_

Graphic novel I’m reading: The Descender

DINNER AT MY PLACE

dinner at my place - legs

For some reason I was thinking of high school during the first time Carol had dinner at my place. I was thinking of how my classmates and I would always look out of the windows, at the cars passing us, hoping that someone would be doing something sexual. We spent hours in silence, our eyes scanning for a girl giving some guy a blowjob, or a handjob, or at least a guy jerking himself off. There was this one guy in the bus, Todd, who would always yell, “Look at those white pants! I bet she’s wearing a g-banger.” I had no idea what the hell a g-banger was but I’d always nod and say, “Yeah, I bet she is.”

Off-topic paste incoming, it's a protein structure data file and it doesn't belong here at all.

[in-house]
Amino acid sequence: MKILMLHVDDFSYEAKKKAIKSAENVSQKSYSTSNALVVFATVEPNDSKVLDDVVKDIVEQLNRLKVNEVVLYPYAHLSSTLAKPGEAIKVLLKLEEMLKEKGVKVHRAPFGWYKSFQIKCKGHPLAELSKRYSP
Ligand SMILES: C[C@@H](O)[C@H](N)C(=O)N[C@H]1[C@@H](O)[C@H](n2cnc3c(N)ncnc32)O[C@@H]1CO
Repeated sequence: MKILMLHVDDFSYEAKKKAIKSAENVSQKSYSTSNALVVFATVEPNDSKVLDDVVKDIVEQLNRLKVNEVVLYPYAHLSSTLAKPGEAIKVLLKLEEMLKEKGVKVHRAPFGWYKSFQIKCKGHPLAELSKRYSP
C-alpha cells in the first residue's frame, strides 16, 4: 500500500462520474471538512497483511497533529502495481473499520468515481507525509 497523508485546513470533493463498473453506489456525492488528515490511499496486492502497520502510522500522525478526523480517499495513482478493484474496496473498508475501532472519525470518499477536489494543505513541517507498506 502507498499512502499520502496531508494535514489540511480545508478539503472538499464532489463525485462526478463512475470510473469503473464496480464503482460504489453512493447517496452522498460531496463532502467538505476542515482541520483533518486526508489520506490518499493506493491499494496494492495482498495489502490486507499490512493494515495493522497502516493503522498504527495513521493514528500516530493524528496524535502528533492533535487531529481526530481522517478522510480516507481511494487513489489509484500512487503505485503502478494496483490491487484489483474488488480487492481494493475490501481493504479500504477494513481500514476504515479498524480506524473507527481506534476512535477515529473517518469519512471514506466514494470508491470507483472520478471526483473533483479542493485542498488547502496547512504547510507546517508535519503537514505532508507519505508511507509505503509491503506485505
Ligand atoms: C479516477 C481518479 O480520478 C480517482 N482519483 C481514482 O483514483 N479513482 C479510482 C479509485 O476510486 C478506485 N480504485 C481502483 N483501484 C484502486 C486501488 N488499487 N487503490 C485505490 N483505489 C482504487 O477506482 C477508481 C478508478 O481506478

I made Carol pasta and garlic bread and served us both wine.

“I think the world needs to be more positive,” I told her.

“Why? Positivity will get you nowhere.”

“When did you become so jaded?”

“When I realised that things were exactly like the movies and exactly not like the movies.”

“I don’t know,” I said.

“You don’t know what?”

“I don’t know how to reply to that. I mean, we’re pretty lucky.”

She shrugged. She looked at her wine like it was an old friend about to leave for a long, long time. “Some things just don’t turn out the way we want them to.”

I knew what she was hinting at but I pretended not to know. At some point in our phone conversations she suggested that she wanted to be in a relationship and at some point I suggested that I didn’t want to be in one. We debated for a long time about it but nothing about what we said chipped away at our own selfishness.

We drank wine and I said a few things and she said a few things and I knelt her down and did what I had to do with her. In bed, our voices were hushed, as if we were keeping secrets from the world.

 

_

Book I’m re-reading: Wild Sheep Chase

A LOVE STORY: DONALD TRUMP AND ALEJANDRO ALEJANDRO